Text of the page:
I am presenting my analysis of studies that compare nonprofit, for-profit and government wages at the Nonprofit West Coast Data Conference. Since this is an academic conference I must stick to the data rather than state my opinions. However, there is so much I want to say beyond my presentation. Luckily this blog is all about stating my opinion and I don't have to worry about sticking to research protocol. :) So...here are my controversial views on nonprofit wages.
I was outraged when the 2009 Independent Sector policy platform stated “most nonprofit employees earn wages that are considerably lower than their counterparts in either for-profit businesses or government" (p. 3). I have been reading alot about nonprofit wages recently and found studies that reported nonprofit workers made comparable wages to for-profit workers in select industries (Salomon & Sokolowski, 2006, Ruhm & Borkoski, 2003).
It appears many members of the general public, nonprofit workers and funders believe that nonprofit workers are paid less than for-profit workers even though there are studies that contradict this low-wage perception.
I believe many members of the general public, nonprofit workers and funders believe nonprofit workers make less wages than for-profit workers because of funder and IRS influence on nonprofit wages.
1) Many funders want nonprofits to have low overhead percentages. Since salaries are considered overhead, many funders want nonprofit wages to be low and might react negatively to higher nonprofit wages.
Also funders have influence over many national nonprofits especially the Independent Sector which has many high power philanthropists as members of their organization. These members may want nonprofit salaries to remain how they are so if the Independent Sector changed their policy brief to state nonprofit workers make comparable to for-profit workers, they may receive many negative reactions from donors and policy makers.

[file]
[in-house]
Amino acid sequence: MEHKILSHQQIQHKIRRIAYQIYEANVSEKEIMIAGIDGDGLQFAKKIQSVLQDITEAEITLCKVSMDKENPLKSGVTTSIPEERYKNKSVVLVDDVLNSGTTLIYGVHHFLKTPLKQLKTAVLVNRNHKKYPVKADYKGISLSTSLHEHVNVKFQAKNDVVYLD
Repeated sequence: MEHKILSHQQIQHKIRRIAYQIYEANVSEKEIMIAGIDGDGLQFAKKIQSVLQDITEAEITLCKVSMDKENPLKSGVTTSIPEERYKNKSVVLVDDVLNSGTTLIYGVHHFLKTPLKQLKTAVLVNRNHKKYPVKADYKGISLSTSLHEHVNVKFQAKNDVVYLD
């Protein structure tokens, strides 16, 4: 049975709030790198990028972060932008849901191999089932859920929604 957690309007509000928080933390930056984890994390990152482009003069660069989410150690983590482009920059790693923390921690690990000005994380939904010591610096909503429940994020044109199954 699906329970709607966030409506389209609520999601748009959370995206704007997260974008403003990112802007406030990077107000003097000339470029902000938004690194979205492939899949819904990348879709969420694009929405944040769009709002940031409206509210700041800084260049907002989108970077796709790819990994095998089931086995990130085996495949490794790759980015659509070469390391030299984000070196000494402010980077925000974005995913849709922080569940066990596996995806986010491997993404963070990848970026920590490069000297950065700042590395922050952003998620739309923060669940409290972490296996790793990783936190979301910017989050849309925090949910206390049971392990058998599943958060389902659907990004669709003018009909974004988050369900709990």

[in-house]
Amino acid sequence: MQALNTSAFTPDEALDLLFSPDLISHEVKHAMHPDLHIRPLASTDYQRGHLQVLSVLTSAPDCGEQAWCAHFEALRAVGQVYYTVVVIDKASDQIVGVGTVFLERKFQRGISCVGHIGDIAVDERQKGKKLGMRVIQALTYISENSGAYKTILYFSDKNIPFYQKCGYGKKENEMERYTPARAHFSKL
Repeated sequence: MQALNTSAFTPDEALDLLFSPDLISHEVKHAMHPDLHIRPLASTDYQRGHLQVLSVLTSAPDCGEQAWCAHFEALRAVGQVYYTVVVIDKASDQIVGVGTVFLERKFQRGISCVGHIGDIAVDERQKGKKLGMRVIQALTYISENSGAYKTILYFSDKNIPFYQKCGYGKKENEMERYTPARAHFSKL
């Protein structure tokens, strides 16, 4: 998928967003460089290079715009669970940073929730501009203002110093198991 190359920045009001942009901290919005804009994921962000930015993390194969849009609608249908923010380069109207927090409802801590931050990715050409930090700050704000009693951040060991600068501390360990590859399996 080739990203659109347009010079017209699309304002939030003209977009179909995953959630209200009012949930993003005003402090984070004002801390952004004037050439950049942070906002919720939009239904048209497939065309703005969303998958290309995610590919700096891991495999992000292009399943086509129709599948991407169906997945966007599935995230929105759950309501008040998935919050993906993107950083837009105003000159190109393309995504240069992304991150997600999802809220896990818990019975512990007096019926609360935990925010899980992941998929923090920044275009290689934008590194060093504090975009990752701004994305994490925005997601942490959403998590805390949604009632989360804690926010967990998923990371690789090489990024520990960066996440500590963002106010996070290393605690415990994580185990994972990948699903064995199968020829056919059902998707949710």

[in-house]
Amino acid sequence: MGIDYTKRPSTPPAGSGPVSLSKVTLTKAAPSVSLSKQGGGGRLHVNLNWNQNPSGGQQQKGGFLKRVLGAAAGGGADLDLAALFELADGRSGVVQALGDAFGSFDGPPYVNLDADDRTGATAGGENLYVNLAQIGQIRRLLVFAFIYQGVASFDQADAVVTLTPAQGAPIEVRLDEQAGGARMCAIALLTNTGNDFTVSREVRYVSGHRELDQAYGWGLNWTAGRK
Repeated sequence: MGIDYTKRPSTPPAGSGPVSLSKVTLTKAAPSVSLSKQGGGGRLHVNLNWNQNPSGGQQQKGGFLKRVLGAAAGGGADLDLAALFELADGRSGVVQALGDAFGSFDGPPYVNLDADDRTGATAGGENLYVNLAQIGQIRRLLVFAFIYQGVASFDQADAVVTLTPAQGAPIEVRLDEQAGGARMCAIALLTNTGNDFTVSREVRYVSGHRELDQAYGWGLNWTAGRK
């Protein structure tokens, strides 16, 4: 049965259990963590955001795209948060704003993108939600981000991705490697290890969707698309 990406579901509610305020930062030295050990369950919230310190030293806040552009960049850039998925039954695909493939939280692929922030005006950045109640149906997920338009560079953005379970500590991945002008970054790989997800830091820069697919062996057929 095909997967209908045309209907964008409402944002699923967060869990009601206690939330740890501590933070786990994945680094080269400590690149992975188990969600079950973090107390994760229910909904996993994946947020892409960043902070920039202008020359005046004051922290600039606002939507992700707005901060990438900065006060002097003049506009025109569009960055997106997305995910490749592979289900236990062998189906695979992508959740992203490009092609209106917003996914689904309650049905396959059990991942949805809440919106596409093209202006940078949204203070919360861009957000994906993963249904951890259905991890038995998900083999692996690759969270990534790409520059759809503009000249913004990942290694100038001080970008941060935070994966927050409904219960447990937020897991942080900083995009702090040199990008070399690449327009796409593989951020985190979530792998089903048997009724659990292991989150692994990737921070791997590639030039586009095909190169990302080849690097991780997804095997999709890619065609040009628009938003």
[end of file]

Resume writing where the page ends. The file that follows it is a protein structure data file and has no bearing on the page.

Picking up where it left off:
My counter argument to funder influence is assuming the studies are true that nonprofit workers make comparable wages to for-profit workers. Because of these comparable wages, nonprofits would be able to recruit more qualified workers, and these qualified workers would generate diverse funding beyond the traditional foundation and individual donor sources. It appears that organizations are already moving beyond traditional funding sources and may not need to ask for funding from these sources if this trend continues. I believe higher wages can also lead to increased organizational efficiency.
2) The IRS is another key influence in the nonprofit wage arena because they regulate 990 reporting and executive compensation. The IRS recently changed the nonprofit tax form 990 to get more information from nonprofits and as a result many nonprofits are struggling to learn the new reporting requirements. The IRS also started cracking down on nonprofit executive compensation levels (Guidestar, 2007) and determining what compensation levels are appropriate. They may begin to regulate all nonprofit pay if they perceive it to be too high.
As a counter argument to the IRS influence, as stated above, I believe higher wages can allow for nonprofits to recruit more qualified workers. These qualified workers can find innovative ways to operate nonprofits that turn away from the traditional 501c3 charities. This trend is already starting to occur with organizations that are doing well without having to be a 501c3.
These counter arguments help look at nonprofit wage in new ways in order to recruit qualified workers into the sector.
What do you think? Do you believe the nonprofit l0w-wage perception? What are some ways nonprofits can look at wages in a new way?